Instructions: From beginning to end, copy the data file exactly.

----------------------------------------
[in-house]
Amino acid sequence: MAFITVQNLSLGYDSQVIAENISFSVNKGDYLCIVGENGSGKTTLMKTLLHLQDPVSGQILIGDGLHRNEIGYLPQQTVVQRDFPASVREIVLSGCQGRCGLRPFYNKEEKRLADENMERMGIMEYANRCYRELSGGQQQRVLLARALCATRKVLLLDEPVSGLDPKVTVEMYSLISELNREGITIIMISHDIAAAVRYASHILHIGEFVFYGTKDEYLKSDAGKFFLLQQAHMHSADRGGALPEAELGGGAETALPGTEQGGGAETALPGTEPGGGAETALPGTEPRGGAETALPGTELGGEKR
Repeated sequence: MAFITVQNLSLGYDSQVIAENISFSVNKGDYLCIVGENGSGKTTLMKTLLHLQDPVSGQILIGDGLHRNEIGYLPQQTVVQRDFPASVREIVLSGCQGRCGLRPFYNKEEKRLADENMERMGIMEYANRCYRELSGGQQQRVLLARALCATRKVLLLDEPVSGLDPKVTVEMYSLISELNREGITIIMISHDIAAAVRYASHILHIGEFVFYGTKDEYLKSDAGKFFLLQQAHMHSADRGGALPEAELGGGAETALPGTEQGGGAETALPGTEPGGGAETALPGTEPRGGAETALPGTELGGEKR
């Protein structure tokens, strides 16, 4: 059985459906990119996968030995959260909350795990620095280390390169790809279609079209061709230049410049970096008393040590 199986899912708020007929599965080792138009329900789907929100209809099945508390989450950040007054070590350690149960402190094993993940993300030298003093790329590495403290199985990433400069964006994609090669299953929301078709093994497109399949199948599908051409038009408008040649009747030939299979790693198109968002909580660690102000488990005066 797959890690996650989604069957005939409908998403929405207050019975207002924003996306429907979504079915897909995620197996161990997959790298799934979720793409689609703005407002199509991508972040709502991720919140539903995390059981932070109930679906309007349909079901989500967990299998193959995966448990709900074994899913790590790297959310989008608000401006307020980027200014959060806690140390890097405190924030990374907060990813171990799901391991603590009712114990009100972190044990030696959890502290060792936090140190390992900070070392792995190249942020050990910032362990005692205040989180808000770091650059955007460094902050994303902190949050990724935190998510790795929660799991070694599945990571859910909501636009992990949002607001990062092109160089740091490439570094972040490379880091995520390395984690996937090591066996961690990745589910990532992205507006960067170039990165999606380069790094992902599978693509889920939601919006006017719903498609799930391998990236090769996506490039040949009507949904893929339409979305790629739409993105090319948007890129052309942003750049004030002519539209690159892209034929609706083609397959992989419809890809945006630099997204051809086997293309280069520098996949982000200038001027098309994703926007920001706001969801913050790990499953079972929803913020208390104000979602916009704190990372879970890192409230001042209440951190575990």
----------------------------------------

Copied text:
[in-house]
Amino acid sequence: MAFITVQNLSLGYDSQVIAENISFSVNKGDYLCIVGENGSGKTTLMKTLLHLQDPVSGQILIGDGLHRNEIGYLPQQTVVQRDFPASVREIVLSGCQGRCGLRPFYNKEEKRLADENMERMGIMEYANRCYRELSGGQQQRVLLARALCATRKVLLLDEPVSGLDPKVTVEMYSLISELNREGITIIMISHDIAAAVRYASHILHIGEFVFYGTKDEYLKSDAGKFFLLQQAHMHSADRGGALPEAELGGGAETALPGTEQGGGAETALPGTEPGGGAETALPGTEPRGGAETALPGTELGGEKR
Repeated sequence: MAFITVQNLSLGYDSQVIAENISFSVNKGDYLCIVGENGSGKTTLMKTLLHLQDPVSGQILIGDGLHRNEIGYLPQQTVVQRDFPASVREIVLSGCQGRCGLRPFYNKEEKRLADENMERMGIMEYANRCYRELSGGQQQRVLLARALCATRKVLLLDEPVSGLDPKVTVEMYSLISELNREGITIIMISHDIAAAVRYASHILHIGEFVFYGTKDEYLKSDAGKFFLLQQAHMHSADRGGALPEAELGGGAETALPGTEQGGGAETALPGTEPGGGAETALPGTEPRGGAETALPGTELGGEKR
């Protein structure tokens, strides 16, 4: 059985459906990119996968030995959260909350795990620095280390390169790809279609079209061709230049410049970096008393040590 199986899912708020007929599965080792138009329900789907929100209809099945508390989450950040007054070590350690149960402190094993993940993300030298003093790329590495403290199985990433400069964006994609090669299953929301078709093994497109399949199948599908051409038009408008040649009747030939299979790693198109968002909580660690102000488990005066 797959890690996650989604069957005939409908998403929405207050019975207002924003996306429907979504079915897909995620197996161990997959790298799934979720793409689609703005407002199509991508972040709502991720919140539903995390059981932070109930679906309007349909079901989500967990299998193959995966448990709900074994899913790590790297959310989008608000401006307020980027200014959060806690140390890097405190924030990374907060990813171990799901391991603590009712114990009100972190044990030696959890502290060792936090140190390992900070070392792995190249942020050990910032362990005692205040989180808000770091650059955007460094902050994303902190949050990724935190998510790795929660799991070694599945990571859910909501636009992990949002607001990062092109160089740091490439570094972040490379880091995520390395984690996937090591066996961690990745589910990532992205507006960067170039990165999606380069790094992902599978693509889920939601919006006017719903498609799930391998990236090769996506490039040949009507949904893929339409979305790629739409993105090319948007890129052309942003750049004030002519539209690159892209034929609706083609397959992989419809890809945006630099997204051809086997293309280069520098996949982000200038001027098309994703926007920001706001969801913050790990499953079972929803913020208390104000979602916009704190990372879970890192409230001042209440951190575990």